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Shaikh Farukh. Cristi Soft. Velmurugan Gurusamy Pandian. How can a typical book on this subject, such as a monograph, consisting of around , words and illustrations, be made to work? Reproduction fees are one significant issue.
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Although it is true that some museums are making more images freely available, especially for academic publication, in the United Kingdom they have been remarkably reluctant to do so, blaming the need to sustain revenues in a time of declining public subsidy.
Not only are authors increasingly expected to shoulder this financial burden, they are now also often expected to supply their text for nothing, or a nominal fee. Deplorable as this undoubtedly is, it reflects the economic reality of publishing a serious art history title. For such a book to be viable it either needs to be subsidised — by a charitable foundation or an academic institution if not the author — or it has to sell around 3, copies. That is a very tall order for a specialised academic title, which in most subjects typically sell fewer than 1, copies.
One problem is that art history books are too cheap. That is in part a reflection of the industry-wide pressure on book prices created by the ending in the mids of the Net Book Agreement which had made it impossible for booksellers to discount book prices. The abolition of the Net Book Agreement also led to the disappearance of book clubs which had offered discounted titles to their members , whose orders used to add substantial numbers to a print run, bringing down the cost of the individual books.
Information about print runs is hard to obtain, but there is no doubt that in one category, exhibition catalogues, the sale figures for academic art history can be impressive.
That explains why institutions that have closed their bookpublishing arms in recent years, such as the Victoria and Albert Museum, London, have continued to publish their own exhibition catalogues, as the profits are reasonably well guaranteed.
It must surely be the case, however, that the demands on museum curators to stage such ambitious and expensive exhibitions make it increasingly difficult for them to find time to write books with no exhibition for a peg.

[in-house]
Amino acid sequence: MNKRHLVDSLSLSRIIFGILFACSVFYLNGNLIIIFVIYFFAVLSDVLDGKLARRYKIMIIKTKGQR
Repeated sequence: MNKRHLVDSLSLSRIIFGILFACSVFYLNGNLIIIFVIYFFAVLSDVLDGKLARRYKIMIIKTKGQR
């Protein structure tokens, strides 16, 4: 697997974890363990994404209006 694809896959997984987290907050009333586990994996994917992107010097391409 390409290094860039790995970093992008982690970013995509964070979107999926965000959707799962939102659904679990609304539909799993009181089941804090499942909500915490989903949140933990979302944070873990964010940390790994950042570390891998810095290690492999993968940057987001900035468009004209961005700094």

[Burlington club catalogues, 1868-1896
By contrast, art historians in universities are under pressure to publish, but increasingly they seem intent on following the precedent of colleagues in literature departments by writing in technical and obscure language. The suspicion must be that the difficulties in selling books on art history are a matter of supply as much as demand. Paradoxically, perhaps, the easy availability of high-quality images of works of art has shifted attention to the text in books on art, since it is now rarely possible to assume that people will download them simply for their illustrations.It is easy to envisage a time in which all publications are digital but as far as illustrated books are concerned, that day is still some way off.
Anonymous JsgoHdcd. Teacher's versions and Student's versions are available for 1 x 1 digital classroom environments. Select the correct speaker option. The way to sell more books on art history is to encourage more people to read them, and that will be achieved not by technological or economic innovation but by something that this Magazine, and now the books it will publish, has always endeavoured to provide — good writing.
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It highlights the special issues and vulnerabilities of older women, older men and persons from the LGTB community. This is an appetite that is much less often satisfied by art historians. Alan Nungaray.
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